Lots of discussion about the future of the United Kingdom. Mr Alex Salmond tells us he believes that after 300 years, the UK should cease to exist. This is a very big issue for all the people of the UK, and its reassuring to me that we are now engaging with it seriously - and have decided to settle the question by asking the Scottish people whether they want to break from the UK. While I believe this is a matter of legitimate concern to all UK citizens, I accept that it will be decided by Scottish voters alone. Cannot see a practical way around that.
Personally, I do not mind much about the date of the referendum. My contrarian view of the world tells me that if its held in association with the 700th anniversary of Banockburn, it will look cynical, and backfire against those who played the 'cynicism' card. I also feel it should be held on the current voting register, and not extended to 16-18 year olds. Again, such a move would look cynical. But I do care about the question. Or rather that there should be just one question, involving two options. I do not believe in 'preferendums', which are usually advocated by those who are afraid to trust the people. "Do you want Scotland to withdraw from the United Kingdom, and become an independent state - Yes or No" ? That'll do. And the referendum should be binding. If the Scottish people do say Yes, immediate steps should be taken to give effect to the result. No idea what will be agreed, so at present, this is just my personal best guess.
Appeared on Sunday Supplement for a 10 minute chat about it with Paul Murphy this morning. Bethan seemed to want us to talk about the position of Wales, post a Yes vote. Since I do not believe there will be one, it was all a bit hypothetical. Must admit I find it difficult to consider seriously something that's not going to happen. Never been much good at 'What ifs'. Life's too short! But Paul did say he was in favour of an English Parliament - and regional assemblies. The only plus of this huge increase in the number of politicians is that they would be great job creation schemes! Actually, I don't support either of these developments. I simply do not believe its possible to have a workable 'federal UK' with one partner as dominant as would be England. Even if we were to have English MPs dealing with 'England only' issues on a Friday, I don't think it would work. (E.g. my constituents health issues are dealt with by the NHS in England). And regional assemblies would do nothing worthwhile - and both cost and confuse. But I see that the BBC has given Paul's comments a lot of coverage.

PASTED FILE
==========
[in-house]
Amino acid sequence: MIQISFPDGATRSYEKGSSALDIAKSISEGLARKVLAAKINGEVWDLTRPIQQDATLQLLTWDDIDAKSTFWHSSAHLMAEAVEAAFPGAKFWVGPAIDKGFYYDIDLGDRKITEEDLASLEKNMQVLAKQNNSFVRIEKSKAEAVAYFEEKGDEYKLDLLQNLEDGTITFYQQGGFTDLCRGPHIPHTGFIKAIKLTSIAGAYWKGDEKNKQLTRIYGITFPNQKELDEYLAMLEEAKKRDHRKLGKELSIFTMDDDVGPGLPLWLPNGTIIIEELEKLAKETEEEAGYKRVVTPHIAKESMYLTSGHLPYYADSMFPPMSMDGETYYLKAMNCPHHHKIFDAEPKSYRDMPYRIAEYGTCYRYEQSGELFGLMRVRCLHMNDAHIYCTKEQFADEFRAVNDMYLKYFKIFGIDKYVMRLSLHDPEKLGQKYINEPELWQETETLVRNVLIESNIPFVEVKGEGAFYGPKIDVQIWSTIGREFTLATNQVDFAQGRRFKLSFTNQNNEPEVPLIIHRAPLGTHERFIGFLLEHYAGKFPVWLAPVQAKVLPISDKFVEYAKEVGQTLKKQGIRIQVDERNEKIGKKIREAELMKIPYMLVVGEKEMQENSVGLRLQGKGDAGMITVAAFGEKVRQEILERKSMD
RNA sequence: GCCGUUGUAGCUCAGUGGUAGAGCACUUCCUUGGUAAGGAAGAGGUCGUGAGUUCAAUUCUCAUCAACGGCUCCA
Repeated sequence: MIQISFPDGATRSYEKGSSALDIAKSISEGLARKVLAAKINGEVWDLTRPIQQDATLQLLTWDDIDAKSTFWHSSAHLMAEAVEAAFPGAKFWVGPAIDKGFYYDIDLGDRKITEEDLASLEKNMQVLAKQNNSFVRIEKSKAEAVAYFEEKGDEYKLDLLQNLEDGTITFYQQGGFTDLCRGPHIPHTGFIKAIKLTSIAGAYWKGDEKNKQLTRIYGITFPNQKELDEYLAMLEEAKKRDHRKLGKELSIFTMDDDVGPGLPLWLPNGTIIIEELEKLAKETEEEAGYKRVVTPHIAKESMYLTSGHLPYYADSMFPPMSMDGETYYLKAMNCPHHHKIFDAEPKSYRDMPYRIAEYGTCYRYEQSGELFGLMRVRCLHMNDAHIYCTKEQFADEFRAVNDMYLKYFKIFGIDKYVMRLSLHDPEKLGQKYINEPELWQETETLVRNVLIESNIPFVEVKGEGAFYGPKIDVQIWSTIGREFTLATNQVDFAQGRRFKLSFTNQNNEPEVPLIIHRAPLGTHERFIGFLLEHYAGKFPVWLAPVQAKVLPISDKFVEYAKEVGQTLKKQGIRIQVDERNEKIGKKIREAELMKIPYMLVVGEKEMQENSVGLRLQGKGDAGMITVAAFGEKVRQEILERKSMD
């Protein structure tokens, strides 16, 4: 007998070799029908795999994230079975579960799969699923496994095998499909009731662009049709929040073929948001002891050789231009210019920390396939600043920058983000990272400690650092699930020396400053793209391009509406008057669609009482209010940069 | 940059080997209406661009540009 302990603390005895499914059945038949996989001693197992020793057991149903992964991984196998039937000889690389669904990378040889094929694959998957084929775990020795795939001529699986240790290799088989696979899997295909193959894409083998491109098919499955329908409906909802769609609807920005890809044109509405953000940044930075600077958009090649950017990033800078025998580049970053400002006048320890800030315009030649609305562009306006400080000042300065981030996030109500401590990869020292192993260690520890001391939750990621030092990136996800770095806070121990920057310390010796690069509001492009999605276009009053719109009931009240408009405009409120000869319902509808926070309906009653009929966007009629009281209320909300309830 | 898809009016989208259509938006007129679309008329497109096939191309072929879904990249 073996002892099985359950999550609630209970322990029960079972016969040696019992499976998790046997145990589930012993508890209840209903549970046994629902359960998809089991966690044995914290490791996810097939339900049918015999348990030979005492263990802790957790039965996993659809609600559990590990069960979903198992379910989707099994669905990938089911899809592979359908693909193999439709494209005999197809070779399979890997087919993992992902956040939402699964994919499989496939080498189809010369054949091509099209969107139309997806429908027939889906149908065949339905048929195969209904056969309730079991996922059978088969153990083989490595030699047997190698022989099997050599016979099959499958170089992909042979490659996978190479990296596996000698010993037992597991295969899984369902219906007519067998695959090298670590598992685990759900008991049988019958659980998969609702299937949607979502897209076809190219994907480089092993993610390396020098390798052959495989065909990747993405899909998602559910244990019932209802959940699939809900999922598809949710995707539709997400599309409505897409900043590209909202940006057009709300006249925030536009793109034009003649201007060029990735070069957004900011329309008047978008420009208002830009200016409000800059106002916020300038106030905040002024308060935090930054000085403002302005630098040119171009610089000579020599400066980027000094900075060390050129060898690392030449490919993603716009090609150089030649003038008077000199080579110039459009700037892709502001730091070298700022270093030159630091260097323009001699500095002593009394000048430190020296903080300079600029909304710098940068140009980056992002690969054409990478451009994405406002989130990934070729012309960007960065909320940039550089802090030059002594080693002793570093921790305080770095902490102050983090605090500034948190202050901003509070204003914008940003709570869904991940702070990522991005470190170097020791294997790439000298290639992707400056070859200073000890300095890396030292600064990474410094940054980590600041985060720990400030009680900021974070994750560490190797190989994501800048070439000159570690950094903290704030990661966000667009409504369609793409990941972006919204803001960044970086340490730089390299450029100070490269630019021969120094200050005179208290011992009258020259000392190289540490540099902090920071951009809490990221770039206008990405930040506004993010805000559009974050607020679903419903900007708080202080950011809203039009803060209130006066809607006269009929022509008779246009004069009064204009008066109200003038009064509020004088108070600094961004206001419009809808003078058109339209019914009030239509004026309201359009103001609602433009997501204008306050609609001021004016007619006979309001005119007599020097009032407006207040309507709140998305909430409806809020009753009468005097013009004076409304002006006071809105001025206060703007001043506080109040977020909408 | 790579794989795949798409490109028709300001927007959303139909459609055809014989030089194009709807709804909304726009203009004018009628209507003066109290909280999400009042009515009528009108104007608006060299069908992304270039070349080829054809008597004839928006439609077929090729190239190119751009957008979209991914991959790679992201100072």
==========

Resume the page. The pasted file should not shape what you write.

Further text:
The Scottish Question is not new. What is new is that Scotland has a First Minister who wants to withdraw his country from the UK for the first time. And he's a charismatic politician, with an attractive way with words, who slides away from serious discussion like a tickled trout. But in England this 'cheekie chappie' image is beginning to look like smugness, and arrogance. The English are beginning to ask whether they really should be putting up with this - and that they might be better off without the Scots. The English are wrong about this. Alex Salmond will over-reach (he may have done already), and he will not be there for ever. I fully expect him to be replaced by someone who wants to work within the UK, so that together, the nations that make up the UK can continue to achieve more than if we travel down the path of separation.